PORT MORESBY - As the infamous UBS loan inquiry commences here in the national capital, let's take a quick look at how we got here.
The Papua New Guinea government had a 17.6% interest in Oil Search when Oil Search merged with Orogen Minerals in 2002.
When the PNG LNG project crystallised in 2009, and the final investment decision had to be made, the government's legislated funding obligation kicked in.
But the government needed to first repay 19.5% of the sunk cost to exercise its so-called 'back-in-rights' and hence acquire equity in the massive project.
And then, once it was in, the government needed to fund its share of the construction costs.
To be able to meet these huge funding obligations, the government entered into an exchangeable bond arrangement with the Middle-East based IPIC to raise US$1.1 billion.
At this time, PNG effectively sold its 17.6% stake in Oil Search. This point needs to be made clear. This was when we sold our Oil Search shares.
A press release announcing the IPIC bond on the Oil Search website clearly spelled out IPIC’s intention to convert the bond to Oil Search shares upon maturity.
So IPIC had always intended to own the shares in Oil Search once held by PNG government.
The reason the deal was transacted as a bond rather than as an outright sale and purchase of shares was because the value of our Oil Search shares wasn't sufficient to provide the amount we needed (US$1.1 billion) but there was potential for the shares to grow to that amount over time.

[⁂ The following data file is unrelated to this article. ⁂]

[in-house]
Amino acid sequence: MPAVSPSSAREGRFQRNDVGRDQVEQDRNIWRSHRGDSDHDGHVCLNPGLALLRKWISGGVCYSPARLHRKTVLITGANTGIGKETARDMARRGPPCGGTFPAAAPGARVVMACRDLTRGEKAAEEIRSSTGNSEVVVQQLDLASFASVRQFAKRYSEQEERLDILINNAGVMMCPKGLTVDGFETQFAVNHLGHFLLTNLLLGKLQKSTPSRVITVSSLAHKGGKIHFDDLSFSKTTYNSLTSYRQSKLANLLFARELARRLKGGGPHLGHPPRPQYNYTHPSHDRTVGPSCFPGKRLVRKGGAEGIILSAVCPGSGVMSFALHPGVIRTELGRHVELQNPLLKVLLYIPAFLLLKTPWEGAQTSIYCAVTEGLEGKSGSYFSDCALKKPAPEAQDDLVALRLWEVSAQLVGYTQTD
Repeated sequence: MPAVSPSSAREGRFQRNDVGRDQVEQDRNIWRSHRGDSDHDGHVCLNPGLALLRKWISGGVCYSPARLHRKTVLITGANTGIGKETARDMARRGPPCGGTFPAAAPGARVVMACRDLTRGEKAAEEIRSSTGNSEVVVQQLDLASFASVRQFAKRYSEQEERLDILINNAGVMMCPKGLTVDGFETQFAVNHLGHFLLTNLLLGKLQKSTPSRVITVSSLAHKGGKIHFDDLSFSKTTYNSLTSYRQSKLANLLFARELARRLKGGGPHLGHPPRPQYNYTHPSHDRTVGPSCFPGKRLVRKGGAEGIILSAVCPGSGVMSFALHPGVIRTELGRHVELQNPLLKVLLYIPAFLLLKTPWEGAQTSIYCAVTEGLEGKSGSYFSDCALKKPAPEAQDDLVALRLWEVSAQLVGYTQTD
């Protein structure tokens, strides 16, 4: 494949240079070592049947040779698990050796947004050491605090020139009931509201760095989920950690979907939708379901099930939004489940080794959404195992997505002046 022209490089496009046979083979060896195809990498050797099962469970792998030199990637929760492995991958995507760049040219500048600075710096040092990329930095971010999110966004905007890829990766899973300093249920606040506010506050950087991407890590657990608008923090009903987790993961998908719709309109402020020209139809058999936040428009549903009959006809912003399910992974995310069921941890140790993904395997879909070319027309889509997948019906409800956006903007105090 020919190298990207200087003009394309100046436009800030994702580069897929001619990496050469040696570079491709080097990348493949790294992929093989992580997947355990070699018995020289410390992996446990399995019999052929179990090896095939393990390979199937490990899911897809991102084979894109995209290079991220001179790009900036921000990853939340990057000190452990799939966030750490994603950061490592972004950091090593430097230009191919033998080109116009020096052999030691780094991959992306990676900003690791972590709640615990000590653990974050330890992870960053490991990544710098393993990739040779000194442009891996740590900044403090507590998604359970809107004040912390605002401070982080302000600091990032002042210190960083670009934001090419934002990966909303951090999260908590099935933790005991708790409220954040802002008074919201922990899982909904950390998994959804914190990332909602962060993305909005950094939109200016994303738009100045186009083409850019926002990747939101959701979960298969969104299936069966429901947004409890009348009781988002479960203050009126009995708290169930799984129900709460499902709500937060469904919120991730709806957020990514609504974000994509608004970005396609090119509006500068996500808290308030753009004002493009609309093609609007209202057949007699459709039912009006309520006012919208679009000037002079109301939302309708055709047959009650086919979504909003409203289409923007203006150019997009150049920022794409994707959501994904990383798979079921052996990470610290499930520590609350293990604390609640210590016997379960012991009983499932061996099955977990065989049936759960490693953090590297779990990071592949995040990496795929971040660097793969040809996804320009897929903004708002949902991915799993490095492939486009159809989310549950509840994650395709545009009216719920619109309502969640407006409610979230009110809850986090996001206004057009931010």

The bond was structured to limit the downside risks for the Arabs whilst allowing PNG to pre-sell its shareholding in Oil Search. It was a smart deal. Anyone who says they could have done a better job than Arthur Somare and his team at that time would be lying.
Given the intent of the IPIC exchangeable bond as I’ve explained, there was no need to refinance it upon maturity. The Arabs were always going to grab our Oil Search shares to redeem their bond. That had been their intention from day dot.
And by some stroke of luck or ingenuity, the value of those shares had increased over that time to sufficiently cover the bond principal as originally envisaged in the deal. Stars were aligned and it was a case of tok idai!
On our part, we leveraged a less valuable asset (Oil Search shares) with an uncertain dividend stream to acquire a more lucrative asset (a share in PNG LNG) with an excellent dividend stream.
So we never lost anything. It was a smart move that created real value for PNG. There was no need to keep our Oil Search shares once they were taken by the Arabs under the terms of the IPIC bond.
Given all this, the UBS loan should never have been negotiated in the first place.
Even if PNG had negotiated it in the hope of redeeming the IPIC bond, the loan should simply have been cancelled when it became clear that the Arabs weren't giving up the Oil Search shares. It was that simple.
When Peter O'Neill ran out of excuses for the disastrous UBS loan that was unnecessary, he used the nonsensical argument that the PNG government needed to remain a significant shareholder in Oil Search because it was the largest employer in PNG and needed to be protected from outside interests.
Well guess what? We are no longer a shareholder, the Arabs are now a substantial shareholder, and Oil Search is still going strong.